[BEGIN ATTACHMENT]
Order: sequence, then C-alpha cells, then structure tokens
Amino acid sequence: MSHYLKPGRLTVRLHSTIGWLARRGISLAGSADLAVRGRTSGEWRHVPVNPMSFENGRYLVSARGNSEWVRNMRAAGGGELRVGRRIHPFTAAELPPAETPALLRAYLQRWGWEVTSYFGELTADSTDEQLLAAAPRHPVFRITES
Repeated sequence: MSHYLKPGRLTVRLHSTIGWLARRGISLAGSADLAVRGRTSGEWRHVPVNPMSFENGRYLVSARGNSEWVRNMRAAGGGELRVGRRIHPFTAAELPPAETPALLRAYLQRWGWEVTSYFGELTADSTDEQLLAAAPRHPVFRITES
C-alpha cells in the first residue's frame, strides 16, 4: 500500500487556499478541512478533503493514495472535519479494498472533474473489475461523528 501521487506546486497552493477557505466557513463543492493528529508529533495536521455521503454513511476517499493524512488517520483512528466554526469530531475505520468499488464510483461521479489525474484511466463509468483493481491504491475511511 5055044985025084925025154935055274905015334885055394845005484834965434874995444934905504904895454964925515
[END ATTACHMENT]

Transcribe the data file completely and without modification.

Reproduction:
Order: sequence, then C-alpha cells, then structure tokens
Amino acid sequence: MSHYLKPGRLTVRLHSTIGWLARRGISLAGSADLAVRGRTSGEWRHVPVNPMSFENGRYLVSARGNSEWVRNMRAAGGGELRVGRRIHPFTAAELPPAETPALLRAYLQRWGWEVTSYFGELTADSTDEQLLAAAPRHPVFRITES
Repeated sequence: MSHYLKPGRLTVRLHSTIGWLARRGISLAGSADLAVRGRTSGEWRHVPVNPMSFENGRYLVSARGNSEWVRNMRAAGGGELRVGRRIHPFTAAELPPAETPALLRAYLQRWGWEVTSYFGELTADSTDEQLLAAAPRHPVFRITES
C-alpha cells in the first residue's frame, strides 16, 4: 500500500487556499478541512478533503493514495472535519479494498472533474473489475461523528 501521487506546486497552493477557505466557513463543492493528529508529533495536521455521503454513511476517499493524512488517520483512528466554526469530531475505520468499488464510483461521479489525474484511466463509468483493481491504491475511511 5055044985025084925025154935055274905015334885055394845005484834965434874995444934905504904895454964925515